Last year, Apple’s lawyers sent Henrik Huseby, the owner of a small electronics repair shop in Norway, a letter demanding that he immediately stop using aftermarket iPhone screens at his repair business and that he pay the company a settlement.
Norway’s customs officials had seized a shipment of 63 iPhone 6 and 6S replacement screens on their way to Henrik’s shop from Asia and alerted Apple; the company said they were counterfeit.
In order to avoid being sued, Apple asked Huseby for “copies of invoices, product lists, order forms, payment information, prints from the internet and other relevant material regarding the purchase [of screens], including copies of any correspondence with the supplier … we reserve the right to request further documentation at a later date.”
The letter, sent by Frank Jorgensen, an attorney at the Njord law firm on behalf of Apple, included a settlement agreement that also notified him the screens would be destroyed. The settlement agreement said that Huseby agrees “not to manufacture, import, sell, market, or otherwise deal with any products that infringe Apple’s trademarks,” and asked required him to pay 27,700 Norwegian Krone ($3,566) to make the problem go away without a trial.
“Intellectual Property Law is a specialized area of law, and seeking legal advice is in many instances recommended,” Jorgensen wrote in the letter accompanying the settlement agreement. “However, we can inform you that further proceedings and costs can be avoided by settling the case.”
Huseby decided to fight the case.
“That’s a letter I would never put my signature on,” Huseby told me in an email. “They threw all kinds of claims against me and told me the laws and acted so friendly and just wanted me to sign the letter so it would all be over. I had a good lawyer that completely understood the problem, did good research, and read the law correctly.”
Apple sued him. Local news outlets reported that Apple had five lawyers in the courtroom working on the case, but Huseby won. Apple has appealed the decision to a higher court; the court has not yet decided whether to accept the appeal.
Why a Norwegian court case should matter to Americans
The specifics of Huseby’s legal case apply only in Norway, of course, but his case speaks to a problem faced by independent iPhone repair shops around the world. Apple’s use of the legal system and trademark law turns average repair professionals into criminals and helps the company corner the repair market for Apple products.
In the United States, Apple has worked with the Department of Homeland Security and ICE to seize counterfeit parts in the United States and to raid the shops of independent iPhone repair professionals. ICE’s National Intellectual Property Rights Coordination Center rejected a Freedom of Information Act request I filed in 2016 regarding Apple’s involvement in its “Operation Chain Reaction” anti counterfeiting team, citing that doing so “could reasonably be expected to interfere with enforcement proceedings.” Apple declined to comment for this article.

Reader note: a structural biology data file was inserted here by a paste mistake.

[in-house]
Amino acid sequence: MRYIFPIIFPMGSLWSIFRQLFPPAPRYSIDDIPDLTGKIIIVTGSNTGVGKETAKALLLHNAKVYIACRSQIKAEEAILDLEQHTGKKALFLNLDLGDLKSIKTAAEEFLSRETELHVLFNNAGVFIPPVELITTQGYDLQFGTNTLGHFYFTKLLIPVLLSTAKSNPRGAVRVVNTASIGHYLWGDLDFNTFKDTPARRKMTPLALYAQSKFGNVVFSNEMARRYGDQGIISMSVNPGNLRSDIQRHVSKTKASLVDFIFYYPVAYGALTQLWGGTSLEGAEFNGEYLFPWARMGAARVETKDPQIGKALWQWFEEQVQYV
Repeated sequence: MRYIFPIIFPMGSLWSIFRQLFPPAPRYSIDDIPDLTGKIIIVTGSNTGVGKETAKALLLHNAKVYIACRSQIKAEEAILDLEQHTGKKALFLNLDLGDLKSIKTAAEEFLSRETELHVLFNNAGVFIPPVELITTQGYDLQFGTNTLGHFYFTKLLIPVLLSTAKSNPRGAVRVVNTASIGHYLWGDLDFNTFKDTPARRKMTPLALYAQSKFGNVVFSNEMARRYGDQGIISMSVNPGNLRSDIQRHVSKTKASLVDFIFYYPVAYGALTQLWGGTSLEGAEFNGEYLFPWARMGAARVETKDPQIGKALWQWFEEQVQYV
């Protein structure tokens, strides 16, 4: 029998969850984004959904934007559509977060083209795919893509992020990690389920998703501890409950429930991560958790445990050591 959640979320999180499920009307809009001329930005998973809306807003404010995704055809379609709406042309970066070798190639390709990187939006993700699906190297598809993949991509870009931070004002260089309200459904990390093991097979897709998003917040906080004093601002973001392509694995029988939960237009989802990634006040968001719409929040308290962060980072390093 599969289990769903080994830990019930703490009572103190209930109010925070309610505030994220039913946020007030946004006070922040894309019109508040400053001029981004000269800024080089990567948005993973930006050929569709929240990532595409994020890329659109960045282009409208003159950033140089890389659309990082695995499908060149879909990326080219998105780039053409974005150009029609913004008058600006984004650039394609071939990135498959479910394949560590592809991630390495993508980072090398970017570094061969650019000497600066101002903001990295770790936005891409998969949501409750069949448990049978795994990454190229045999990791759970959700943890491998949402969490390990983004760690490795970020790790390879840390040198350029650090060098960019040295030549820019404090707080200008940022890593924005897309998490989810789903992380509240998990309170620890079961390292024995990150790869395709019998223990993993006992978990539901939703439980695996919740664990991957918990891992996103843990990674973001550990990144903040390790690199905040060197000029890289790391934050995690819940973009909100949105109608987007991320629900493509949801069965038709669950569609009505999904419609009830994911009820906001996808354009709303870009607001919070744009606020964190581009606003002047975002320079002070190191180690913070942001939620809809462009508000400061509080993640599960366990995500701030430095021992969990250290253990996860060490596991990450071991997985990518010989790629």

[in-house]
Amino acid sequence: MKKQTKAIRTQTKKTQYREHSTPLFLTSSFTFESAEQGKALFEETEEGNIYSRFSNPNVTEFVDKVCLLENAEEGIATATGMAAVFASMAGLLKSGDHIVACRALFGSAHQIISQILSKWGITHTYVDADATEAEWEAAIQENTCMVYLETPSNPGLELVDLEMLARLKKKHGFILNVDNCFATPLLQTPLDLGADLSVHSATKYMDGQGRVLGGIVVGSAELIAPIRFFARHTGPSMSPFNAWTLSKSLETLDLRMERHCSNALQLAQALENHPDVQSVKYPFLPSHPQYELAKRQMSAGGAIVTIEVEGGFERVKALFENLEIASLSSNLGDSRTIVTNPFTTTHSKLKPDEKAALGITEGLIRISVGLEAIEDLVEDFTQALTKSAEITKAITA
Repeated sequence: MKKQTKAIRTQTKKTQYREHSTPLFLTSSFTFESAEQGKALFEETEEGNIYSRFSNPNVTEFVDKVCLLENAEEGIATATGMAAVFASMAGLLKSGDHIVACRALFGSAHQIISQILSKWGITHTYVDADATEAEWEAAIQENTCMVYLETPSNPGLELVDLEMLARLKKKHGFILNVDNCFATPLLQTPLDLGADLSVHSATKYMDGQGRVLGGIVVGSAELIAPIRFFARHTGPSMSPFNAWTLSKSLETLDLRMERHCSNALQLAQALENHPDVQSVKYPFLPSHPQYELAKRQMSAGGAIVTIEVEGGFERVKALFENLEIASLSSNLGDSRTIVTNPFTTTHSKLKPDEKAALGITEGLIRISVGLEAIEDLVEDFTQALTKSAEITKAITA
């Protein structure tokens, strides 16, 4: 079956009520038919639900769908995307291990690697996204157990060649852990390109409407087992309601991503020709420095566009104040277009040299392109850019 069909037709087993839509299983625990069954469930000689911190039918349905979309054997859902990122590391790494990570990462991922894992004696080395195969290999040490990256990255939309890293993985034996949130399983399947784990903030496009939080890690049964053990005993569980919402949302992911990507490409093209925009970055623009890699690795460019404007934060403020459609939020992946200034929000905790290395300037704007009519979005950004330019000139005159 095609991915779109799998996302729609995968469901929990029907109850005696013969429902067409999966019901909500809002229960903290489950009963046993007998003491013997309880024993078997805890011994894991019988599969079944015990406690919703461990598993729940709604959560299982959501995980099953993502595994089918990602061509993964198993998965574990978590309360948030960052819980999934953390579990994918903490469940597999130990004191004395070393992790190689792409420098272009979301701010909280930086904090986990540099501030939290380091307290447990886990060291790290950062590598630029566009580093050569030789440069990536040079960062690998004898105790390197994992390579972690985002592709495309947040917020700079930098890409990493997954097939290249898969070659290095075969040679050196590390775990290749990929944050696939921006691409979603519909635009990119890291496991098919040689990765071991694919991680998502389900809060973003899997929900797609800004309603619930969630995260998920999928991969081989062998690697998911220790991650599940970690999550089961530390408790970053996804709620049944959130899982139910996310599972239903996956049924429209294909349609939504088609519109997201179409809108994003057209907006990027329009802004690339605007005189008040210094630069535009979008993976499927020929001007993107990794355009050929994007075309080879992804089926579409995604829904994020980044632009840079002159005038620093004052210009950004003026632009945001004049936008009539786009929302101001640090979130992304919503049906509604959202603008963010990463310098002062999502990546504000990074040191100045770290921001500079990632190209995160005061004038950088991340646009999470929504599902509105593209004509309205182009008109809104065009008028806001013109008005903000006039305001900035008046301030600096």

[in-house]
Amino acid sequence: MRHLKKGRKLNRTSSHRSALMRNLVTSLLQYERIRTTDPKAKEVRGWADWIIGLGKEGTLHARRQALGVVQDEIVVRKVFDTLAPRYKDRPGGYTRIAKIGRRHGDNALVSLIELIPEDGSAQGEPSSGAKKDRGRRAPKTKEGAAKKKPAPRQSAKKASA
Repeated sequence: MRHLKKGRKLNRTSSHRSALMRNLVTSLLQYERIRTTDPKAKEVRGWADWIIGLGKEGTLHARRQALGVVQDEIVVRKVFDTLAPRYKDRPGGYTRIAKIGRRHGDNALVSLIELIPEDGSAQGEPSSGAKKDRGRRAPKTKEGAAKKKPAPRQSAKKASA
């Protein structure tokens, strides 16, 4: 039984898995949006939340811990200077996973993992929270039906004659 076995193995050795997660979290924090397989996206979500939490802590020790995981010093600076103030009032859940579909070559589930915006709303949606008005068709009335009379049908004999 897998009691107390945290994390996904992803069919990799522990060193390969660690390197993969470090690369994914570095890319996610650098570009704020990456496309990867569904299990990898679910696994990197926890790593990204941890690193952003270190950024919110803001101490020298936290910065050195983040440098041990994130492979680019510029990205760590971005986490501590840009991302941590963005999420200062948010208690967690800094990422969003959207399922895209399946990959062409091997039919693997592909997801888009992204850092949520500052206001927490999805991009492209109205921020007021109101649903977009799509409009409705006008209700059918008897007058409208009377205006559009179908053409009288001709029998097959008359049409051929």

“In this case, Apple indirectly proves what they really want,” Par Harald Gjerstad, Huseby’s lawyer, told me in an email. “They want monopoly on repairs so they can keep high prices. And they therefore do not want to sell spare parts to anyone other than ‘to themselves.’”
Apple makes its own replacement parts available only to Apple Stores and shops in its “Authorized Service Provider” program. By becoming “authorized,” repair companies have to pay Apple a fee (and buy parts from the company at a fixed rate.) They are also restricted from performing certain types of repairs; there are many types of repairs—most commonly ones that require microsoldering for Logic Board damage—that independent companies can do that Apple itself does not do, so there are many reasons why a repair shop might want to remain independent.
“Huseby is largely dependent on being able to import screens with covered up Apple logos to be able to operate in the market as a non-authorized iPhone repair technician”
Apple continues to lobby against right to repair legislation in 18 states around the United States, which would require electronics manufacturers to sell replacement parts and repair tools to the general public and independent repair companies.
“Apple is proving themselves to be the worldwide poster child of the Right to Repair movement,” Gay Gordon-Byrne, executive director of Repair.org, which is pushing for this legislation, told me. “They continue to make our case for us—suing legal repair providers, such as Henrik, lying to consumers about CPU performance throttling instead of battery replacements, and the coup de grace of hypocrisy—building products that are hard to repair and then proclaiming they care about the environment.”